Jesus wants to free us from all those hurts of the past. He wants us to shake the dust from our feet and move on, and the first step is to make the decision to forgive whoever has offended us. It may not even be necessary to tell them we have forgiven them, especially if it will injure them, others or ourselves.  We don’t even have to like them, but we do have to forgive, as Jesus teaches us in the Lord’s Prayer to, “forgive those who trespass against us.

          Often the person that we need to forgive the most is ourselves. Perhaps we lie awake at night mulling over what we have done to ourselves or to others, more than what others have done to us. When we struggle with forgiving ourselves, the best way forward for us is to look to Jesus, instead of looking to punish ourselves. Handing over our shame and guilt to Him, with confidence in His forgiveness is the surest path to peace of mind.  It is the most direct route to get past our weaknesses and learn to rely on His strength.

So, my brothers and sisters, may we strive to give witness to the Good News of the Kingdom of God each and every day of our lives. May the Lord Jesus Christ help each of us to “travel lightly”, and to “shake the dust off our feet” as we forgive others and ourselves ... My friends, “Rejoice because your names are written in heaven!”

 

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Readings:

Fourteenth Sunday in Ordinary Time
Lectionary: 102

Reading 1 Is 66:10-14c

Thus says the LORD:
Rejoice with Jerusalem and be glad because of her,
all you who love her;
exult, exult with her,
all you who were mourning over her!
Oh, that you may suck fully
of the milk of her comfort,
that you may nurse with delight
at her abundant breasts!
For thus says the LORD:
Lo, I will spread prosperity over Jerusalem like a river,
and the wealth of the nations like an overflowing torrent.
As nurslings, you shall be carried in her arms,
and fondled in her lap;
as a mother comforts her child,
so will I comfort you;
in Jerusalem you shall find your comfort.

When you see this, your heart shall rejoice
and your bodies flourish like the grass;
the LORD's power shall be known to his servants.

Responsorial Psalm Ps 66:1-3, 4-5, 6-7, 16, 20

  1. (1) Let all the earth cry out to God with joy.
    Shout joyfully to God, all the earth,
    sing praise to the glory of his name;
    proclaim his glorious praise.
    Say to God, "How tremendous are your deeds!"
    R. Let all the earth cry out to God with joy.
    "Let all on earth worship and sing praise to you,
    sing praise to your name!"
    Come and see the works of God,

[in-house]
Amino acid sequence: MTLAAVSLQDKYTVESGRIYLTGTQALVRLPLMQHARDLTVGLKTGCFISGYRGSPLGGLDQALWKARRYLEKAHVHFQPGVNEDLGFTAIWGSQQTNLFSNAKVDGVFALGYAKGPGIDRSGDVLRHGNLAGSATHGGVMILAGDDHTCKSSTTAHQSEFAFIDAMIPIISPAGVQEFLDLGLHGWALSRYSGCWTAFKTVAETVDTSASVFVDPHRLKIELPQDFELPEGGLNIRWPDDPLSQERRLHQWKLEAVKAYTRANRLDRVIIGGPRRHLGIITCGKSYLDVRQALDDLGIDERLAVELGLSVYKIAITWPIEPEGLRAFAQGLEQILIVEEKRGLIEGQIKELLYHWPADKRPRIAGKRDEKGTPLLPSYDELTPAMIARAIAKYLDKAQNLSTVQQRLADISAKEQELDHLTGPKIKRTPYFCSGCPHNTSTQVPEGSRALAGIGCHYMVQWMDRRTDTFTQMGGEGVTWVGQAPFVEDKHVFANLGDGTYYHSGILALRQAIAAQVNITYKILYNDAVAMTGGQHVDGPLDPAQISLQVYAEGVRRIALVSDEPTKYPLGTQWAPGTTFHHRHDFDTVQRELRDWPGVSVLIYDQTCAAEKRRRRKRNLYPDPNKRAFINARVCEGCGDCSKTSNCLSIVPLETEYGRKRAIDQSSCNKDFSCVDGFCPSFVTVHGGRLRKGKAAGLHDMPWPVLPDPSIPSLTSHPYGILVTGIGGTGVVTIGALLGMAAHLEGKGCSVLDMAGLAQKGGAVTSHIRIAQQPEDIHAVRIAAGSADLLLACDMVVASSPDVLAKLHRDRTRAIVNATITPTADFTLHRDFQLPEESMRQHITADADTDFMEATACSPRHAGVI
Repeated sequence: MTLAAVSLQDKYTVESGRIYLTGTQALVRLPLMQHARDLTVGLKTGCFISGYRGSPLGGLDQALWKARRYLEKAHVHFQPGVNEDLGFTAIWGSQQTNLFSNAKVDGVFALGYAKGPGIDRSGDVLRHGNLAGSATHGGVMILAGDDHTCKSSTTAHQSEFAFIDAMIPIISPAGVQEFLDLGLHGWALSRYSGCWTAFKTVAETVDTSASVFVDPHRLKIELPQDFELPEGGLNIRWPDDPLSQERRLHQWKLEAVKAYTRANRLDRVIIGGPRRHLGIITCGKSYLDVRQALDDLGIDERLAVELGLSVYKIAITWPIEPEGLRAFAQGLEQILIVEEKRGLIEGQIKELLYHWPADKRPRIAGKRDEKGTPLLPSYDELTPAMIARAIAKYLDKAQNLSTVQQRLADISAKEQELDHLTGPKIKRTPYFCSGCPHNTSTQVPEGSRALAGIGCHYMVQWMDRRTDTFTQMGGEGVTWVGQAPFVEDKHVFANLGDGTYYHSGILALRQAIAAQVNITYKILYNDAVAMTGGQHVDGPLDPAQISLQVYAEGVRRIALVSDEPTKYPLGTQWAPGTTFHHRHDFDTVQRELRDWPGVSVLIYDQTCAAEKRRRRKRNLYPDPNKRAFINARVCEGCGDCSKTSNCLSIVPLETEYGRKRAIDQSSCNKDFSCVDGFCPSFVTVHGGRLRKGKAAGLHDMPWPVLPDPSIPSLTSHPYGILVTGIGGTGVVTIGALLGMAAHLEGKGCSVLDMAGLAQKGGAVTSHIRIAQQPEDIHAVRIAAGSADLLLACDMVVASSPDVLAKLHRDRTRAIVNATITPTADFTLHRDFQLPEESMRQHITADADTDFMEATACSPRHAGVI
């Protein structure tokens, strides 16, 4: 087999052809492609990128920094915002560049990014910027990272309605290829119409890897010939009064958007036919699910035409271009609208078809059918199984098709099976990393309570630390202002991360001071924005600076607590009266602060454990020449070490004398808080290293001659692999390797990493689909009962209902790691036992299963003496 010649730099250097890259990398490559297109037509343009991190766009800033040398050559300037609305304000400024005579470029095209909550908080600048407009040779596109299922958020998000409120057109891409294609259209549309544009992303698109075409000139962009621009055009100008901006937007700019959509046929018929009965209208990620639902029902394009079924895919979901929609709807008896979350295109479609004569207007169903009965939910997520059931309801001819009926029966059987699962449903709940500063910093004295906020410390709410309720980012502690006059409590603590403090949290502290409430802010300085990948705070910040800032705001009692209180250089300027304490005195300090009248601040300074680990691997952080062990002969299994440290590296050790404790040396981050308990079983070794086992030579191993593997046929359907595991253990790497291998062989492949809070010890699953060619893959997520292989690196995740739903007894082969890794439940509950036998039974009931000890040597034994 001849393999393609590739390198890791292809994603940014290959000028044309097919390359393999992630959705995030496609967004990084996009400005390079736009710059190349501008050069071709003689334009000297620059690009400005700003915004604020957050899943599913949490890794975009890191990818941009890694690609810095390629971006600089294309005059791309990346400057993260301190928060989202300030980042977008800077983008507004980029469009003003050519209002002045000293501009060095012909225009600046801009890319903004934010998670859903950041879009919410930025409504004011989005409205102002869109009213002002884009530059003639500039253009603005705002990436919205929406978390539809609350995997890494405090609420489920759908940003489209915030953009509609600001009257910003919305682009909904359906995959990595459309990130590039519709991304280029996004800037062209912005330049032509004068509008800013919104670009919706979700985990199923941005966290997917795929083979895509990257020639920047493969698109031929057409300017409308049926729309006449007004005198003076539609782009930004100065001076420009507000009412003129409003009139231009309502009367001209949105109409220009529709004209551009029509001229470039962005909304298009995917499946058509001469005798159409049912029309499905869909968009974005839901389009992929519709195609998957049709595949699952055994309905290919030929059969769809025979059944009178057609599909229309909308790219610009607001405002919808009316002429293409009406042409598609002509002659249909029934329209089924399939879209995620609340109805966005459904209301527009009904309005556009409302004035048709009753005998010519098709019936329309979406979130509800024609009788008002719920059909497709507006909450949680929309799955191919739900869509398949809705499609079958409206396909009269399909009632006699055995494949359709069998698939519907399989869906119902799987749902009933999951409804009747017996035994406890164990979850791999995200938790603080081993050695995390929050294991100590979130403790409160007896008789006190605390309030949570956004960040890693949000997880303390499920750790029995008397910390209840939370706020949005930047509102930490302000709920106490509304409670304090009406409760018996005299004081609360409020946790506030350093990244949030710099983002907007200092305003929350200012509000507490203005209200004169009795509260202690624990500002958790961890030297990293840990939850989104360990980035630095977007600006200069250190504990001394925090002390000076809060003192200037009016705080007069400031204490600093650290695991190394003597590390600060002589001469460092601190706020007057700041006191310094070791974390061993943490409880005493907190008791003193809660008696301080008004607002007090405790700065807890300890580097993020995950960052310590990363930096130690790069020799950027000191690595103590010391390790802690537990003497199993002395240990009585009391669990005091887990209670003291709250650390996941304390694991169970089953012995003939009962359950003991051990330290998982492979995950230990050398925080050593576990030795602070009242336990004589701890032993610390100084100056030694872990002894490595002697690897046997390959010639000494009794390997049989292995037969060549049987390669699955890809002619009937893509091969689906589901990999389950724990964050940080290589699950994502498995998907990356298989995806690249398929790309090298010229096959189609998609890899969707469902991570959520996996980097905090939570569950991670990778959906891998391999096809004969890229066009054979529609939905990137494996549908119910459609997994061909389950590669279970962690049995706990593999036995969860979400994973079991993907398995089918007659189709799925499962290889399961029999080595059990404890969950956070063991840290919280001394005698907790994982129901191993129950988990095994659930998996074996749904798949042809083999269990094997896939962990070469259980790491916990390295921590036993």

his tremendous deeds among the children of Adam.
    R. Let all the earth cry out to God with joy.
    He has changed the sea into dry land;
    through the river they passed on foot;
    therefore let us rejoice in him.
    He rules by his might forever.
    R. Let all the earth cry out to God with joy.
    Hear now, all you who fear God, while I declare
    what he has done for me.
    Blessed be God who refused me not
    my prayer or his kindness!
    R. Let all the earth cry out to God with joy.

Reading 2 Gal 6:14-18

Brothers and sisters:
May I never boast except in the cross of our Lord Jesus Christ,
through which the world has been crucified to me,
and I to the world.
For neither does circumcision mean anything, nor does uncircumcision,
but only a new creation.
Peace and mercy be to all who follow this rule
and to the Israel of God.

From now on, let no one make troubles for me;
for I bear the marks of Jesus on my body.

The grace of our Lord Jesus Christ be with your spirit,
brothers and sisters. Amen.

Alleluia Col 3:15a, 16a

  1. Alleluia, alleluia.
    Let the peace of Christ control your hearts;
    let the word of Christ dwell in you richly.
    R. Alleluia, alleluia.

Gospel Lk10:1-12, 17-20

At that time the Lord appointed seventy-two others
whom he sent ahead of him in pairs
to every town and place he intended to visit.
He said to them,
"The harvest is abundant but the laborers are few;
so ask the master of the harvest
to send out laborers for his harvest.
Go on your way;
behold, I am sending you like lambs among wolves.
Carry no money bag, no sack, no sandals;
and greet no one along the way.
Into whatever house you enter, first say,
'Peace to this household.'
If a peaceful person lives there,
your peace will rest on him;
but if not, it will return to you.
Stay in the same house and eat and drink what is offered to you,
for the laborer deserves his payment.
Do not move about from one house to another.
Whatever town you enter and they welcome you,
eat what is set before you,
cure the sick in it and say to them,
'The kingdom of God is at hand for you.'
Whatever town you enter and they do not receive you,
go out into the streets and say,
'The dust of your town that clings to our feet,
even that we shake off against you.'
Yet know this: the kingdom of God is at hand.
I tell you,
it will be more tolerable for Sodom on that day than for that town."

The seventy-two returned rejoicing, and said,
"Lord, even the demons are subject to us because of your name."
Jesus said, "I have observed Satan fall like lightning from the sky.
Behold, I have given you the power to 'tread upon serpents' and scorpions
and upon the full force of the enemy and nothing will harm you. Nevertheless, do not rejoice because the spirits are subject to you,
but rejoice because your names are written in heaven."